Elvis, directed by Baz Luhrmann (Warner Bros., 159 minutes)

Baz Luhrmann’s Elvis is a Hollywood rock ’n’ roll biopic that transcends its genre and elevates its subject. Filming in his characteristically manic, oversaturated, and operatic mode, Luhrmann in the figure of Elvis Presley meets the material that his style was made for. Even before his apotheosis as rock’s first demigod, the 20-year-old Elvis shattered conventions of music, race, and sexuality. No standard filmic narrative could capture his iconic cultural significance or his astounding charisma as brilliantly as Luhrmann does in Elvis. This is a remarkable movie that treats its subject as a serious artist, rejecting the impulse to portray him as a grotesque clown or idiot.

Elvis is framed around the figure of Colonel Tom Parker, the impresario who discovered, managed, marketed, and arguably murdered Elvis Presley through his dictatorial, demoralizing control of the singer’s life and career. Played deliciously by Tom Hanks—who clearly relishes the opportunity to be cast against his usual good-guy type—Parker is portrayed as a corpulent, evil schemer who manipulates and exploits his client with a sharp talent for playing on Elvis’ fears and anxieties. Parker narrates the film as a self-pitying apologia for an entrepreneur who never wanted anything but the best for his protégé, whom he identifies as his other, better self.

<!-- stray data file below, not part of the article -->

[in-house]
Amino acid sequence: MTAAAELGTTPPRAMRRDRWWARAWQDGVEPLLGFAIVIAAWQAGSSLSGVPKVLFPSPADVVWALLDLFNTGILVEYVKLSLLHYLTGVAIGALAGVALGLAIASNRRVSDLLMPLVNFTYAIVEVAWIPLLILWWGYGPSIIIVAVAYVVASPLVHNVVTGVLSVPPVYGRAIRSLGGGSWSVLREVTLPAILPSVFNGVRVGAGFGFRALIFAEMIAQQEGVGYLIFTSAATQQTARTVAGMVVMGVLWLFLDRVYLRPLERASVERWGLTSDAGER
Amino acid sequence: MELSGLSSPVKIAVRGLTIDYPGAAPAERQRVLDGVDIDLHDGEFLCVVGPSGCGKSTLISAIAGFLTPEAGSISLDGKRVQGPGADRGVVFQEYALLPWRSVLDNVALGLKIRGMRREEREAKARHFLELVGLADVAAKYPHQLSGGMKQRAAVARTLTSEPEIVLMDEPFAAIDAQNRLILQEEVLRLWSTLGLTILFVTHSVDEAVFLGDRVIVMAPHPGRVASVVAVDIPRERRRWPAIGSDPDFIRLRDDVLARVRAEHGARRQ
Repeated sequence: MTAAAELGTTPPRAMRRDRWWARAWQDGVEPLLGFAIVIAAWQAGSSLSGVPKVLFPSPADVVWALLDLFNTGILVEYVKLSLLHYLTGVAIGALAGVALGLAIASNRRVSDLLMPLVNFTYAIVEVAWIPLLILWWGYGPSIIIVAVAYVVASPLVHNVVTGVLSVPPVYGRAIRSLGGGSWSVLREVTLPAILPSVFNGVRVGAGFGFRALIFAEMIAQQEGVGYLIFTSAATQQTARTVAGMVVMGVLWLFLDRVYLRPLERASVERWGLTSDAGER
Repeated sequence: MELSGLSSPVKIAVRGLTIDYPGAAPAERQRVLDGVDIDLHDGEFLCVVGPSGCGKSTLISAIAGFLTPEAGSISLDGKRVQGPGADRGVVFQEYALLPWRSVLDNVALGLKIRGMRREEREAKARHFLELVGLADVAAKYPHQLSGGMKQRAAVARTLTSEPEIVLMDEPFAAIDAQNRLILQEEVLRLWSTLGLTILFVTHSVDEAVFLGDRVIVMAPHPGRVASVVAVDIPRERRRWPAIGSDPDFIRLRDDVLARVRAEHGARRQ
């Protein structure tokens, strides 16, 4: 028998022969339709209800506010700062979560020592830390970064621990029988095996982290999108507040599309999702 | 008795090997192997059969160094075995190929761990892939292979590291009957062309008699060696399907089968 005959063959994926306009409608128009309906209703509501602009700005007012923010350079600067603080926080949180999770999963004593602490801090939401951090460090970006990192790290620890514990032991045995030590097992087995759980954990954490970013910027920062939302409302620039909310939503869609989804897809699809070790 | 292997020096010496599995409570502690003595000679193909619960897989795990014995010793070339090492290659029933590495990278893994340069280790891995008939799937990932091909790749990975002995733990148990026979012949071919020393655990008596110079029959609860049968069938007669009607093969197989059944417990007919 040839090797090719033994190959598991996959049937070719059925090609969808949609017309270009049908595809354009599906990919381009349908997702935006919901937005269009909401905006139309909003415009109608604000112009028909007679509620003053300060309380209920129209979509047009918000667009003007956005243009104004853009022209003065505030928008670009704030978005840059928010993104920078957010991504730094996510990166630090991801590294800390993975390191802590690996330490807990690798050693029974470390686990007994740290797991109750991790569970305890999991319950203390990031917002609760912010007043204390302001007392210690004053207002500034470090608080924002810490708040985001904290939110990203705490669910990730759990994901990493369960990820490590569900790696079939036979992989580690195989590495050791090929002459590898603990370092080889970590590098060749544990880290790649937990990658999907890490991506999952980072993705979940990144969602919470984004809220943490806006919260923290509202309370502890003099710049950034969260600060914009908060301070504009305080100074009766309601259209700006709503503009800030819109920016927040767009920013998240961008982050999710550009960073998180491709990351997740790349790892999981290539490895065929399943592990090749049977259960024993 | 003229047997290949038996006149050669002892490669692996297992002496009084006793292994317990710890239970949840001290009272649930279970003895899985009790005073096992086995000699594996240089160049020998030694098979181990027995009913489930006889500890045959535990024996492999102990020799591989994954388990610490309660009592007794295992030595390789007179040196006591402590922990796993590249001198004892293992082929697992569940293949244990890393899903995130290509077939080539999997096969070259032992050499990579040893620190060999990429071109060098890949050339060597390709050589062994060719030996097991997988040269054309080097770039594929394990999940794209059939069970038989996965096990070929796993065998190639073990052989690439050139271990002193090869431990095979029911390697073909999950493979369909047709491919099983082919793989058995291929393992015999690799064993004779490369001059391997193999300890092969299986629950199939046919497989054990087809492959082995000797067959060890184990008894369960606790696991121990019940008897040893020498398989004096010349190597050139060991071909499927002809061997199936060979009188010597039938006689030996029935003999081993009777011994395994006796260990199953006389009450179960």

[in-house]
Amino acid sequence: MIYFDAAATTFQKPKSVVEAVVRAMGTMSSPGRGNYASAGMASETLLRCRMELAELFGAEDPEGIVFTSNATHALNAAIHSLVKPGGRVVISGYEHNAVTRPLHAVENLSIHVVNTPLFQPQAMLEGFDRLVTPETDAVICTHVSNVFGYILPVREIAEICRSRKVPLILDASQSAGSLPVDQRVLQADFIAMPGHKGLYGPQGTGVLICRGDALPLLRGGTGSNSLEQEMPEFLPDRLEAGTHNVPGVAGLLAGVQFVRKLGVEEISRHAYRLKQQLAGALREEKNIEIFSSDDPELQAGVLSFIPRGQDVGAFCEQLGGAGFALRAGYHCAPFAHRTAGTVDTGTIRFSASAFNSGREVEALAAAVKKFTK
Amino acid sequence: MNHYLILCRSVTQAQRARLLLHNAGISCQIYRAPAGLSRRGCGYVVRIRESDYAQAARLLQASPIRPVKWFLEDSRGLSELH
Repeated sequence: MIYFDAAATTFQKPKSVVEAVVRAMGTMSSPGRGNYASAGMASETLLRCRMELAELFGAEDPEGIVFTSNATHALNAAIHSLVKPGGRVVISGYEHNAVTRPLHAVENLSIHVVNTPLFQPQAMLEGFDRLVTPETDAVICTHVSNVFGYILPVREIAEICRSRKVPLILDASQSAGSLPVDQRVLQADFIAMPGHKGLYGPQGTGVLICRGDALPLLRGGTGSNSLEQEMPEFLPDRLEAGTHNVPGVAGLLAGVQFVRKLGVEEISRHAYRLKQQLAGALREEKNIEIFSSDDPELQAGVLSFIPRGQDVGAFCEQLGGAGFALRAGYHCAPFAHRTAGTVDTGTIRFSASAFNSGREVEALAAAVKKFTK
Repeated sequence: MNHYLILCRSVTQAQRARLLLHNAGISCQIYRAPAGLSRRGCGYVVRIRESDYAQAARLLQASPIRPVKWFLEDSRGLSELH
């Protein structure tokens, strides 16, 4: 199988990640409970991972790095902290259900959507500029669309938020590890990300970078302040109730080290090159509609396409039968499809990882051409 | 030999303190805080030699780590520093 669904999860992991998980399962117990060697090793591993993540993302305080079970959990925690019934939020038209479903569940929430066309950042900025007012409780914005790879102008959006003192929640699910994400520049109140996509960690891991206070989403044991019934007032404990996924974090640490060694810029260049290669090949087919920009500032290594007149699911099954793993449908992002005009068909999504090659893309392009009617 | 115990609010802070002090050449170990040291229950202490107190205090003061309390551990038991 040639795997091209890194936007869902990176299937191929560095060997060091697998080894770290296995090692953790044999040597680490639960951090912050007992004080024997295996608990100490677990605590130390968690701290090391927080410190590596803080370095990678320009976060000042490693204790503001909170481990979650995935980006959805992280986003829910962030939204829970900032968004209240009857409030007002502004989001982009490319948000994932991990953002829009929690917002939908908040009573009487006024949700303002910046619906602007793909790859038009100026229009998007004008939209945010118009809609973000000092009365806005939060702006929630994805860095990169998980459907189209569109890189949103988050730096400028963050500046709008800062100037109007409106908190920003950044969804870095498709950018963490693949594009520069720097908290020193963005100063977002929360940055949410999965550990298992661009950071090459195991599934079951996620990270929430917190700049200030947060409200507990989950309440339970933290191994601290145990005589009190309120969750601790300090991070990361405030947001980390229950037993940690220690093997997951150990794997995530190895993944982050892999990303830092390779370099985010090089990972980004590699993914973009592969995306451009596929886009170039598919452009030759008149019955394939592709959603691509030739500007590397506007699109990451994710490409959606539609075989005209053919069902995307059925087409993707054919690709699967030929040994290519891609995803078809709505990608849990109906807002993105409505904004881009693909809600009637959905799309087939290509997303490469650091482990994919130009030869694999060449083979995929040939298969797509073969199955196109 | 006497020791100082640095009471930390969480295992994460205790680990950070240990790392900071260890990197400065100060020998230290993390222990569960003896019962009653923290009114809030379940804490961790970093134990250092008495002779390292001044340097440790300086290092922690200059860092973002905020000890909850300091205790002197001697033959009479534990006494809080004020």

Luhrmann casts the partnership between Elvis and Parker as a Faustian bargain, set against a spooky carnival backlot out of Fellini. Parker, who claimed to be from West Virginia, was an illegal immigrant from Holland who worked freakshows and sideshows and managed country music acts, including Hank “I’ve Been Everywhere” Snow. Parker’s lack of a passport and fear of deportation are reportedly the reasons why he blocked Elvis from performing in Europe, Saudi Arabia, or Japan, despite lavish offers of cash. On hearing of Elvis’s death, Parker supposedly insisted that he would “go on managing him,” and told marketing partners to prepare for increased demand for Presley-branded merchandise, a forecast that proved out richly. His vision of Elvis as an infinite source of passive income and automatically recurring contracts resembles something out of Dante. Elvis suggests that Parker is doomed to a hellish afterlife wandering around a deserted casino, desperately pulling at defunct slot machines.